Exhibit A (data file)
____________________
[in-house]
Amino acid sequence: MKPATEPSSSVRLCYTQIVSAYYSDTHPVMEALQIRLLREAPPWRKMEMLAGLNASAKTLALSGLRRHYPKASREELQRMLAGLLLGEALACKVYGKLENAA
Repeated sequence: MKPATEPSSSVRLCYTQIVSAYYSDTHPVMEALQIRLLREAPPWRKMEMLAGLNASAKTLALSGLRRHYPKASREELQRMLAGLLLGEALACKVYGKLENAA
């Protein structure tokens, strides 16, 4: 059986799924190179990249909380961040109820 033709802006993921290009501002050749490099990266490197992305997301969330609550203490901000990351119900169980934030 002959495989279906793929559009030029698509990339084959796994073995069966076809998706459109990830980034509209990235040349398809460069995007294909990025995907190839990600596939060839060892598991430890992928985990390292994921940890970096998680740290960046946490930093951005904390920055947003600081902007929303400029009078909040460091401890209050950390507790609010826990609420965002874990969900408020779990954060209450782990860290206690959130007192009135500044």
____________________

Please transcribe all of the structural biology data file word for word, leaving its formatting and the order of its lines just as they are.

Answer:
[in-house]
Amino acid sequence: MKPATEPSSSVRLCYTQIVSAYYSDTHPVMEALQIRLLREAPPWRKMEMLAGLNASAKTLALSGLRRHYPKASREELQRMLAGLLLGEALACKVYGKLENAA
Repeated sequence: MKPATEPSSSVRLCYTQIVSAYYSDTHPVMEALQIRLLREAPPWRKMEMLAGLNASAKTLALSGLRRHYPKASREELQRMLAGLLLGEALACKVYGKLENAA
């Protein structure tokens, strides 16, 4: 059986799924190179990249909380961040109820 033709802006993921290009501002050749490099990266490197992305997301969330609550203490901000990351119900169980934030 002959495989279906793929559009030029698509990339084959796994073995069966076809998706459109990830980034509209990235040349398809460069995007294909990025995907190839990600596939060839060892598991430890992928985990390292994921940890970096998680740290960046946490930093951005904390920055947003600081902007929303400029009078909040460091401890209050950390507790609010826990609420965002874990969900408020779990954060209450782990860290206690959130007192009135500044």